As most of my business is conducted via my web site, my job requires a lot of ‘desk time’ for writing / research, and I was convinced that amount of time spent sitting was ‘killing me’. I was very anxious to address that, and was convinced a ‘walking treadmill’ was the answer.


I already have an ‘Expresso Fitness’ exercise bike in my office. For those of you who aren’t aware of what these are, I’ll just tell you that they are an INCREDIBLE device. Yes, they are ‘relatively speaking’, very expensive, but in my opinion worth it if you can’t get out on a bike or it’s not typically practical for you to get exercise otherwise. It’s a ‘spinning bike’ with a computer generated, ‘ride simulator’ built-in. It has a ‘graphics computer’ (mine is an ‘XP’ machine) with a ‘magnetic brake’ to simulate hills / different terrain (no friction bands or mechanical devices to heat up or wear out) and a monitor to display, what I consider great graphics of about a 50 different rides / tours. I love spending time on it, but that’s the problem. I have to have ‘dedicated time’ off my computer and away from my desk (thus not working) to ride it. While I try and spend 20 minutes to an hour a day on it, it doesn’t always work out that way, so that’s where the ‘treadmill desk’ will come in (frankly I couldn’t imagine a ‘Standing Only’ desk. That idea did not appeal to me at all. Anyway, if I want a ‘Standing Only’ desk, I can  just turn the treadmill ‘Off’).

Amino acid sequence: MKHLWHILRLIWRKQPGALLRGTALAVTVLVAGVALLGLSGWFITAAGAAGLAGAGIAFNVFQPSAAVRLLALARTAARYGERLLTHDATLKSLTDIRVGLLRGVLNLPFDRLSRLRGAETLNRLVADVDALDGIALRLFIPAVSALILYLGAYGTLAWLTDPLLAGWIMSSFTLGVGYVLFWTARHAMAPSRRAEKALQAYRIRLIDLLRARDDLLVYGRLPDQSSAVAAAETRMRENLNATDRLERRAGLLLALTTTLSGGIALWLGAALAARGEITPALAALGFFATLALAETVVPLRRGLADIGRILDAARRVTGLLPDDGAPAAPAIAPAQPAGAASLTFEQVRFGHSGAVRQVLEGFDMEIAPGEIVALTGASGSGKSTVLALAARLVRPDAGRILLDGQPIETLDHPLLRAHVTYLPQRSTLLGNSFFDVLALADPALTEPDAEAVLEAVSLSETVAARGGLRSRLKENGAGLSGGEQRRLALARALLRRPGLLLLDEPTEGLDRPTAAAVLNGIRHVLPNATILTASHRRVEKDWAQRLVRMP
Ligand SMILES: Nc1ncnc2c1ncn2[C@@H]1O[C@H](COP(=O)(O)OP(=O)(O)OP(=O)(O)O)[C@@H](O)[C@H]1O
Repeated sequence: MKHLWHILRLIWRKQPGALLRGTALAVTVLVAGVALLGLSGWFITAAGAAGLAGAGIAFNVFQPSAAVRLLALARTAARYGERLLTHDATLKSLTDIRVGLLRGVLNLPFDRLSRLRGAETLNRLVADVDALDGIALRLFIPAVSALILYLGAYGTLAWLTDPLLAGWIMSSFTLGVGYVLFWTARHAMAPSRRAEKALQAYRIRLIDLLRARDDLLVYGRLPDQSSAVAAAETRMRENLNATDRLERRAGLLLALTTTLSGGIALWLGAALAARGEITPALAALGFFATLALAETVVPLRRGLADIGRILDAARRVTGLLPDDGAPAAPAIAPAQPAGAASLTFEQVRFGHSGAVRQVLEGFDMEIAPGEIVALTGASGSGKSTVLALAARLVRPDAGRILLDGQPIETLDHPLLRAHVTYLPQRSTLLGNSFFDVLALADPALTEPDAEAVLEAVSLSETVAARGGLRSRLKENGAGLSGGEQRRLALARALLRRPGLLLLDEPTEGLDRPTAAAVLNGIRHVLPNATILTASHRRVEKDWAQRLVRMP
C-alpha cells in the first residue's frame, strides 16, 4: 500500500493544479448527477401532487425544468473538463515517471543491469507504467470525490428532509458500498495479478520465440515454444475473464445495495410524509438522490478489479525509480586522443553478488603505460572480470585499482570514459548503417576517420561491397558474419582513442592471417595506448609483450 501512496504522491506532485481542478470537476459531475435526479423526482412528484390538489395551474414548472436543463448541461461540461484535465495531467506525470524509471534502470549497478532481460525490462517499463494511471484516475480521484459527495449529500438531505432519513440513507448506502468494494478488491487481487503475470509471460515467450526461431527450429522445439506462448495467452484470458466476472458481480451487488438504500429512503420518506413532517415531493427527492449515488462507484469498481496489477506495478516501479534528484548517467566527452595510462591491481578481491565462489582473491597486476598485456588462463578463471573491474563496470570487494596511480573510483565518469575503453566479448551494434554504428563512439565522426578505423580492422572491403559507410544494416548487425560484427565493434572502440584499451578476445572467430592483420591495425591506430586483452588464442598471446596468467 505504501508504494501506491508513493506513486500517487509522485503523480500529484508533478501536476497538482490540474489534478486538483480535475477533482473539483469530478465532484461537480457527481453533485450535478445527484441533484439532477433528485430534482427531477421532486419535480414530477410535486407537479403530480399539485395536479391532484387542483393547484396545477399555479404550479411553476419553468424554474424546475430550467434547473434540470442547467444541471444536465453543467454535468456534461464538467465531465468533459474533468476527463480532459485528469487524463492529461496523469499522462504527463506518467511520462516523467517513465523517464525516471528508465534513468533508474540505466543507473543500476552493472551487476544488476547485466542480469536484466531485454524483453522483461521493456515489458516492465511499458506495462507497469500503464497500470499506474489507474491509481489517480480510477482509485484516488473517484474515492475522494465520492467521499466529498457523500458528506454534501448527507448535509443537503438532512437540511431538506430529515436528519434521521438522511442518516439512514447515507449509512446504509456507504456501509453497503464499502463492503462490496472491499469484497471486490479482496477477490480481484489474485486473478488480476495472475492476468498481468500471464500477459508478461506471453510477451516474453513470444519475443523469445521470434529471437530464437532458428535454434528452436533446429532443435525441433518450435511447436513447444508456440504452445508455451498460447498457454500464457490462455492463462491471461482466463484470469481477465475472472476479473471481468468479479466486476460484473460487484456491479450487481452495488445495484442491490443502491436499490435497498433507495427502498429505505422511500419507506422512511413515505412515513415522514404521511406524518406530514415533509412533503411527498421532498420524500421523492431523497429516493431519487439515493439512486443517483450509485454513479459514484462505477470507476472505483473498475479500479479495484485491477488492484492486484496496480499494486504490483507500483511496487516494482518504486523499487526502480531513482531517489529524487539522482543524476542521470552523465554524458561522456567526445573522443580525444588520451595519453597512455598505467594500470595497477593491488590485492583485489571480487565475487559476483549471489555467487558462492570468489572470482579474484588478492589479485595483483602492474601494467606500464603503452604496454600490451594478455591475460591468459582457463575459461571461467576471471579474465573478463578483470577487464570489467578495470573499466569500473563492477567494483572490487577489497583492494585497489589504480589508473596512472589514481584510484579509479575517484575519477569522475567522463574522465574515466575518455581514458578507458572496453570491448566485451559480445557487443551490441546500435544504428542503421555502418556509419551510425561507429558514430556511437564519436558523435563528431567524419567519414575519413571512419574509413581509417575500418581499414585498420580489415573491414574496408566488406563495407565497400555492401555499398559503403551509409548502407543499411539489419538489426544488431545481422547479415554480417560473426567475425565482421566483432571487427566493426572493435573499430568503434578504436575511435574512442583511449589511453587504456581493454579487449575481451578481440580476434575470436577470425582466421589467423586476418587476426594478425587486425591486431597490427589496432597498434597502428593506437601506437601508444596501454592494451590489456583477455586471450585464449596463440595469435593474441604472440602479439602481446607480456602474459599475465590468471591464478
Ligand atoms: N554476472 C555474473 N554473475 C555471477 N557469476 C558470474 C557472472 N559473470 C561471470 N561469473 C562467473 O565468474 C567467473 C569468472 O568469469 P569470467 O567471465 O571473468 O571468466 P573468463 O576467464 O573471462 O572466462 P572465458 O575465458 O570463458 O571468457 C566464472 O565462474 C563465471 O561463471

Being the ‘DIY’ guy that I am, purchasing an already made treadmill desk was not really an option as they seemed to be ranging in price from $1500 to $2500. I will preface that with saying however, that I spent an inordinate amount of time coming up with the various designs (mostly in my head, but also thru trial and error), making trips to the hardware store and the actual construction of it that I probably could have purchased one for the ‘time’ I spent on it. The issue is, however, that it wouldn’t have been as ‘compact’ and for my office space, as practical.


I knew I would get a treadmill used, either on craigslist or from a thrift store, as I see them at auctions, garage sales, Goodwill’s, Salvation Army thrift stores etc, all the time.